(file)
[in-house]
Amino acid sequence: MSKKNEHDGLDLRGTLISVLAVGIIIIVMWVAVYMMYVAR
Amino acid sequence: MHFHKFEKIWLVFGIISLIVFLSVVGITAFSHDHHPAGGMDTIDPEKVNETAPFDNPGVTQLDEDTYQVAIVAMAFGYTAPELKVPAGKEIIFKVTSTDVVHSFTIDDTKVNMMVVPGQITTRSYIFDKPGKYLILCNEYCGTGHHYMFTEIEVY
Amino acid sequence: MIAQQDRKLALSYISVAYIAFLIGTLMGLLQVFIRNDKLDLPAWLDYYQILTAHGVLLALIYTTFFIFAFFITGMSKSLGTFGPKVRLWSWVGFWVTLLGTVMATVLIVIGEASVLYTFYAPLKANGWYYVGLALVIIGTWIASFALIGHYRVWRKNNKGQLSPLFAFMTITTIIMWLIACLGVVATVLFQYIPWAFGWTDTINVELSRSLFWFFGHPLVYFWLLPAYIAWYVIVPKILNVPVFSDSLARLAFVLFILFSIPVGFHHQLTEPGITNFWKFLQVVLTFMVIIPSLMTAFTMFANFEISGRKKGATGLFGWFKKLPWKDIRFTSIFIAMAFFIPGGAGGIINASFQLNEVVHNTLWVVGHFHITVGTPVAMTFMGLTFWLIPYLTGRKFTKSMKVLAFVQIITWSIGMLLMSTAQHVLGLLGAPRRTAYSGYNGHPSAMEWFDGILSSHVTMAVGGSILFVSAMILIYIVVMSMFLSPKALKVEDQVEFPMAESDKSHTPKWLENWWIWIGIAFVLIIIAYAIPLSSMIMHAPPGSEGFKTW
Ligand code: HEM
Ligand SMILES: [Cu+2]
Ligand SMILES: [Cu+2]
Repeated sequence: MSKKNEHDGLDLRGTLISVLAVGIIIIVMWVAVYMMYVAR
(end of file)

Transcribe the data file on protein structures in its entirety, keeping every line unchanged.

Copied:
[in-house]
Amino acid sequence: MSKKNEHDGLDLRGTLISVLAVGIIIIVMWVAVYMMYVAR
Amino acid sequence: MHFHKFEKIWLVFGIISLIVFLSVVGITAFSHDHHPAGGMDTIDPEKVNETAPFDNPGVTQLDEDTYQVAIVAMAFGYTAPELKVPAGKEIIFKVTSTDVVHSFTIDDTKVNMMVVPGQITTRSYIFDKPGKYLILCNEYCGTGHHYMFTEIEVY
Amino acid sequence: MIAQQDRKLALSYISVAYIAFLIGTLMGLLQVFIRNDKLDLPAWLDYYQILTAHGVLLALIYTTFFIFAFFITGMSKSLGTFGPKVRLWSWVGFWVTLLGTVMATVLIVIGEASVLYTFYAPLKANGWYYVGLALVIIGTWIASFALIGHYRVWRKNNKGQLSPLFAFMTITTIIMWLIACLGVVATVLFQYIPWAFGWTDTINVELSRSLFWFFGHPLVYFWLLPAYIAWYVIVPKILNVPVFSDSLARLAFVLFILFSIPVGFHHQLTEPGITNFWKFLQVVLTFMVIIPSLMTAFTMFANFEISGRKKGATGLFGWFKKLPWKDIRFTSIFIAMAFFIPGGAGGIINASFQLNEVVHNTLWVVGHFHITVGTPVAMTFMGLTFWLIPYLTGRKFTKSMKVLAFVQIITWSIGMLLMSTAQHVLGLLGAPRRTAYSGYNGHPSAMEWFDGILSSHVTMAVGGSILFVSAMILIYIVVMSMFLSPKALKVEDQVEFPMAESDKSHTPKWLENWWIWIGIAFVLIIIAYAIPLSSMIMHAPPGSEGFKTW
Ligand code: HEM
Ligand SMILES: [Cu+2]
Ligand SMILES: [Cu+2]
Repeated sequence: MSKKNEHDGLDLRGTLISVLAVGIIIIVMWVAVYMMYVAR